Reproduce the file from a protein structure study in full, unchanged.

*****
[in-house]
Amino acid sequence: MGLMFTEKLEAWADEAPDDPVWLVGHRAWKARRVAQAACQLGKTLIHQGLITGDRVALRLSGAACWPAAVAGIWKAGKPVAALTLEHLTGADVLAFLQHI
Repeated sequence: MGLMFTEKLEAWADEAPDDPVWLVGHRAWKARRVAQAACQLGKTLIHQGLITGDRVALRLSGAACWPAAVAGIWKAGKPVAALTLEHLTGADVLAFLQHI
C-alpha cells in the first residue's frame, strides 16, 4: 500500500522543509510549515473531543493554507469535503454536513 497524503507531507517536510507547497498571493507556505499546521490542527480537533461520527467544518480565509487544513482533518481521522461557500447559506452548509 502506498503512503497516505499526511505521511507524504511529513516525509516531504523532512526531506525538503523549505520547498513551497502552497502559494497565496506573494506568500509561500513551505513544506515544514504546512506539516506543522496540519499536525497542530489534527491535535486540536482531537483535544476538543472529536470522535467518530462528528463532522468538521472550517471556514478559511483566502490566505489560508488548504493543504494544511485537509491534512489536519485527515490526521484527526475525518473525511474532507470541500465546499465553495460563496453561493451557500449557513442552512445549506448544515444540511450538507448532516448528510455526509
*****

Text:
[in-house]
Amino acid sequence: MGLMFTEKLEAWADEAPDDPVWLVGHRAWKARRVAQAACQLGKTLIHQGLITGDRVALRLSGAACWPAAVAGIWKAGKPVAALTLEHLTGADVLAFLQHI
Repeated sequence: MGLMFTEKLEAWADEAPDDPVWLVGHRAWKARRVAQAACQLGKTLIHQGLITGDRVALRLSGAACWPAAVAGIWKAGKPVAALTLEHLTGADVLAFLQHI
C-alpha cells in the first residue's frame, strides 16, 4: 500500500522543509510549515473531543493554507469535503454536513 497524503507531507517536510507547497498571493507556505499546521490542527480537533461520527467544518480565509487544513482533518481521522461557500447559506452548509 502506498503512503497516505499526511505521511507524504511529513516525509516531504523532512526531506525538503523549505520547498513551497502552497502559494497565496506573494506568500509561500513551505513544506515544514504546512506539516506543522496540519499536525497542530489534527491535535486540536482531537483535544476538543472529536470522535467518530462528528463532522468538521472550517471556514478559511483566502490566505489560508488548504493543504494544511485537509491534512489536519485527515490526521484527526475525518473525511474532507470541500465546499465553495460563496453561493451557500449557513442552512445549506448544515444540511450538507448532516448528510455526509